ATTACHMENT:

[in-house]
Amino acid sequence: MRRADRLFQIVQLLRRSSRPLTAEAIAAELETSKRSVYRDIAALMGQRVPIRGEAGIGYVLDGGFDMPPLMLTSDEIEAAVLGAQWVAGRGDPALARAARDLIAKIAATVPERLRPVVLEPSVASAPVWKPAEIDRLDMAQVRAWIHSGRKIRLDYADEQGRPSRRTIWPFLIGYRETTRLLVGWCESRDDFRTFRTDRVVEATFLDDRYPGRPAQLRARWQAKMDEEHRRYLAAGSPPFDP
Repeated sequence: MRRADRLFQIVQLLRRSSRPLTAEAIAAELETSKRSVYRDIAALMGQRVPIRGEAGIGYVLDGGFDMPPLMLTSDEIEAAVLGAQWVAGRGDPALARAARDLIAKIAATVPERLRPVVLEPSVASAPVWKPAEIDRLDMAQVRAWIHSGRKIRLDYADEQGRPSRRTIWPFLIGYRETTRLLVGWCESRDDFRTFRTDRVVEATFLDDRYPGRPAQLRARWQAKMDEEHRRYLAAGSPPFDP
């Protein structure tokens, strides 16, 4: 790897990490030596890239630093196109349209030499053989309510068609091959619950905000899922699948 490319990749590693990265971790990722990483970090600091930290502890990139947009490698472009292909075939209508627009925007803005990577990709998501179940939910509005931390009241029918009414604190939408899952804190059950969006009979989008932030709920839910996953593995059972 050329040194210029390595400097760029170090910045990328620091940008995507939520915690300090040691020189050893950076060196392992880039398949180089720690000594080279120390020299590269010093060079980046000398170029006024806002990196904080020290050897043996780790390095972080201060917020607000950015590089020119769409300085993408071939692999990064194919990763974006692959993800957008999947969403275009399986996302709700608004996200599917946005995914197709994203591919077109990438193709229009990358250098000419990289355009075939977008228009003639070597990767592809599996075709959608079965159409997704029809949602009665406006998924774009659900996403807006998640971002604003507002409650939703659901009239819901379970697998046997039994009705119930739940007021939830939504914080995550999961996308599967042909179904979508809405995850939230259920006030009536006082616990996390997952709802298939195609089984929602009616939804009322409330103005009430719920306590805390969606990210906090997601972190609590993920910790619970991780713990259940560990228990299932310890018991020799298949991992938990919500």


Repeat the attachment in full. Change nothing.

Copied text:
[in-house]
Amino acid sequence: MRRADRLFQIVQLLRRSSRPLTAEAIAAELETSKRSVYRDIAALMGQRVPIRGEAGIGYVLDGGFDMPPLMLTSDEIEAAVLGAQWVAGRGDPALARAARDLIAKIAATVPERLRPVVLEPSVASAPVWKPAEIDRLDMAQVRAWIHSGRKIRLDYADEQGRPSRRTIWPFLIGYRETTRLLVGWCESRDDFRTFRTDRVVEATFLDDRYPGRPAQLRARWQAKMDEEHRRYLAAGSPPFDP
Repeated sequence: MRRADRLFQIVQLLRRSSRPLTAEAIAAELETSKRSVYRDIAALMGQRVPIRGEAGIGYVLDGGFDMPPLMLTSDEIEAAVLGAQWVAGRGDPALARAARDLIAKIAATVPERLRPVVLEPSVASAPVWKPAEIDRLDMAQVRAWIHSGRKIRLDYADEQGRPSRRTIWPFLIGYRETTRLLVGWCESRDDFRTFRTDRVVEATFLDDRYPGRPAQLRARWQAKMDEEHRRYLAAGSPPFDP
């Protein structure tokens, strides 16, 4: 790897990490030596890239630093196109349209030499053989309510068609091959619950905000899922699948 490319990749590693990265971790990722990483970090600091930290502890990139947009490698472009292909075939209508627009925007803005990577990709998501179940939910509005931390009241029918009414604190939408899952804190059950969006009979989008932030709920839910996953593995059972 050329040194210029390595400097760029170090910045990328620091940008995507939520915690300090040691020189050893950076060196392992880039398949180089720690000594080279120390020299590269010093060079980046000398170029006024806002990196904080020290050897043996780790390095972080201060917020607000950015590089020119769409300085993408071939692999990064194919990763974006692959993800957008999947969403275009399986996302709700608004996200599917946005995914197709994203591919077109990438193709229009990358250098000419990289355009075939977008228009003639070597990767592809599996075709959608079965159409997704029809949602009665406006998924774009659900996403807006998640971002604003507002409650939703659901009239819901379970697998046997039994009705119930739940007021939830939504914080995550999961996308599967042909179904979508809405995850939230259920006030009536006082616990996390997952709802298939195609089984929602009616939804009322409330103005009430719920306590805390969606990210906090997601972190609590993920910790619970991780713990259940560990228990299932310890018991020799298949991992938990919500």